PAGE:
emaj issue 10 2018
Giles Fielke, Helen Hughes, Paris Lettau
The tip of the iceberg: Michael Stevenson’s A Life of Crudity, Vulgarity, and Blindness, 2012, and perceptual occlusion in contemporary culture
Michael Stevenson’s A Life of Crudity, Vulgarity, and Blindness, 2012, an installation at Frankfurt’s Portikus, remains one of the artist’s most poetic works. Continuing Stevenson’s long-running investigation into politics in the margins of imperial power, A Life of Crudity is one of a series of artworks examining the political history of Panama during the Cold War. The installation transformed Portikus into a building-sized camera obscura. While the work related a specific political history, in this article I describe how the structure of the camera obscura also functioned as an analogy for perception, addressing ideas of fate, political agency and the limits of knowledge. I present Stevenson’s A Life of Crudity as exemplary of an epistemological depth model, in which what can be seen is merely the tip of the iceberg. I use the formal structure of the camera obscura to anchor a sweeping historical view, connecting intellectual life in Christian early modern Europe to contemporary digital culture. Juxtaposing my analysis of Stevenson’s A Life of Crudity with a discussion of works by Marcel Duchamp, Ryan Gander, Taryn Simon and Simon Denny, I offer a view of contemporary political and cultural life that has surprising commonalities with the perspective of a religious believer or a conspiracy theorist.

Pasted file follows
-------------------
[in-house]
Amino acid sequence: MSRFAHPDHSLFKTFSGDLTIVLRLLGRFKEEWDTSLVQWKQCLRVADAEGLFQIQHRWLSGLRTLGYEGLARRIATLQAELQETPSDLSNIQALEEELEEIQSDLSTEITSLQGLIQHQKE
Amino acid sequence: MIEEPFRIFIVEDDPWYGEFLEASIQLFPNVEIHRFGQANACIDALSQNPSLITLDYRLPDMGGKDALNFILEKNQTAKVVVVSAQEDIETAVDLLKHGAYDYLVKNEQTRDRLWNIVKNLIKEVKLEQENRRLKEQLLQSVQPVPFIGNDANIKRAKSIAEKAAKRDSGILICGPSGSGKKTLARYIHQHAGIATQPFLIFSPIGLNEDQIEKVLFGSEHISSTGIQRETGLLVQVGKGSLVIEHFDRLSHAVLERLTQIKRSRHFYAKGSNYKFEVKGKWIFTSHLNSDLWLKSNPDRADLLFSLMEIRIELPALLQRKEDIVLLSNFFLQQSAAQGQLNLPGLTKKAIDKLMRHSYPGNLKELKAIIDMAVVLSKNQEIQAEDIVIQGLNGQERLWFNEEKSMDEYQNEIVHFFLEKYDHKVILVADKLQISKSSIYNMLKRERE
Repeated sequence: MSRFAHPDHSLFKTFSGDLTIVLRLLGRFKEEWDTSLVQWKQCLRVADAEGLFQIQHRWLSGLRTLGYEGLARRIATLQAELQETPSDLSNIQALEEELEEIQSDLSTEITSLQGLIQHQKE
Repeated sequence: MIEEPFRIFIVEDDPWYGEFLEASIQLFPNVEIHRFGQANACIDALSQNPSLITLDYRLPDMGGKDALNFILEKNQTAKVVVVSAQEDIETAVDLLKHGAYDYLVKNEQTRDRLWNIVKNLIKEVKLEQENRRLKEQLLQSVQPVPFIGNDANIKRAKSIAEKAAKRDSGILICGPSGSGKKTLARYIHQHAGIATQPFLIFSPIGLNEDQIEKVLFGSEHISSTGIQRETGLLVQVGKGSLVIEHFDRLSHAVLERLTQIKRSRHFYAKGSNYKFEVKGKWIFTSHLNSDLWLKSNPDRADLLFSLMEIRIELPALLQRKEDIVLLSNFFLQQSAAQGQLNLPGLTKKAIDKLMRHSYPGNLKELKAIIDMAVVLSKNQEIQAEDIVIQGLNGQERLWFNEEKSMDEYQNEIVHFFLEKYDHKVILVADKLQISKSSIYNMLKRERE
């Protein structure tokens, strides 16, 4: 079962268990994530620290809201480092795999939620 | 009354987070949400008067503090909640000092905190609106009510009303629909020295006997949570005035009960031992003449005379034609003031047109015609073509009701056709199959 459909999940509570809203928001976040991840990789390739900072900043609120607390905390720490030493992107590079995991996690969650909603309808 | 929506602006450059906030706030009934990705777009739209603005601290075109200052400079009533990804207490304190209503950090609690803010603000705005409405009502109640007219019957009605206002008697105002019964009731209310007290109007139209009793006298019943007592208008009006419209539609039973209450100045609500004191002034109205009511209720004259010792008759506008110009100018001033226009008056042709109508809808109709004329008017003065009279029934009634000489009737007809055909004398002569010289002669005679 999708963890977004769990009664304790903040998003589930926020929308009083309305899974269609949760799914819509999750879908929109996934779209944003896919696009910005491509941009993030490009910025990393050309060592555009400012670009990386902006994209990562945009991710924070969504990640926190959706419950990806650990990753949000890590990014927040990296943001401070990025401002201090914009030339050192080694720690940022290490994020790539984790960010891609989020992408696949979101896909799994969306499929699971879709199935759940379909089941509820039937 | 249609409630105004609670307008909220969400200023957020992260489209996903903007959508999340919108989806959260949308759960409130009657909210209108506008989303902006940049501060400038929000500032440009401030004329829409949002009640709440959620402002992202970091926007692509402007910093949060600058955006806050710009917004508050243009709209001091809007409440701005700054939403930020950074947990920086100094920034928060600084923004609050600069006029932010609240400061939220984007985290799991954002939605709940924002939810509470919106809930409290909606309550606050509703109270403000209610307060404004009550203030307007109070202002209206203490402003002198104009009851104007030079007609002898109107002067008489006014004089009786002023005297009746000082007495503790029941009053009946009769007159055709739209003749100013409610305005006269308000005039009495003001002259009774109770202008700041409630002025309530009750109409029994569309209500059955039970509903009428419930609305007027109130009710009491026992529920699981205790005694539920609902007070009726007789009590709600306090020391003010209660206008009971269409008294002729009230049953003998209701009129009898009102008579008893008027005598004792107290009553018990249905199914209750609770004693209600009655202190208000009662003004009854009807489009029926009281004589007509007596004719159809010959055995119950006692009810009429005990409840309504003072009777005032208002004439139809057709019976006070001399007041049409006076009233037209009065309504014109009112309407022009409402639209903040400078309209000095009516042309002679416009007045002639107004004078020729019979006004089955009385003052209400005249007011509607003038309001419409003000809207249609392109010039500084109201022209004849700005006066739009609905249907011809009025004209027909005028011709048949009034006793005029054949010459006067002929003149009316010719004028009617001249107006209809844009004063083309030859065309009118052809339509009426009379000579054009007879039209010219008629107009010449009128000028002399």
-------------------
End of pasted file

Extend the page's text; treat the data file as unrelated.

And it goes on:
Alannah Coleman: 1970—A Year at Bonython’s Sydney Gallery
When art dealer and entrepreneur Kym Bonython’s new gallery opened in Sydney in 1967, it was believed to be the largest commercial gallery in the southern hemisphere. In early 1970, Bonython brought Melbourne-born art dealer Alannah Coleman over from London to take on the management of his gallery. Sadly, her appointment was not a success and lasted less than a year. Coleman re-organised the records and accounts along European lines and tried to put the gallery on a firm financial footing, but she met with opposition from staff, artists and Bonython himself. Bonython wanted the gallery as a showcase for new talent and was always on the lookout to spot ‘the next goer’. The opening parties at Bonython’s deplored by Coleman as ‘open slather’ evenings proved to be significant social events and the focus for cultural exchange, whilst in his solo shows, Brett Whiteley made innovative use of the gallery as a ‘theatre’, combining painting and sculpture with light and sound to transform the exhibition into a completely new synesthetic experience. In 1971, with funding from John Kaldor’s Public Art Project scheme, Swiss curator and gallerist Harald Szeemann used the Bonython Gallery to stage a groundbreaking show of conceptual art that went on to show at the National Gallery of Victoria, Melbourne. Without a regular external source of sponsorship or support, however, Coleman’s fears for the financial viability of the gallery were eventually proved right when, after several further years of losses, it finally closed in 1976.
Artpolitical Environment: Richard Bell and Emory Douglas’s Burnett Lane Mural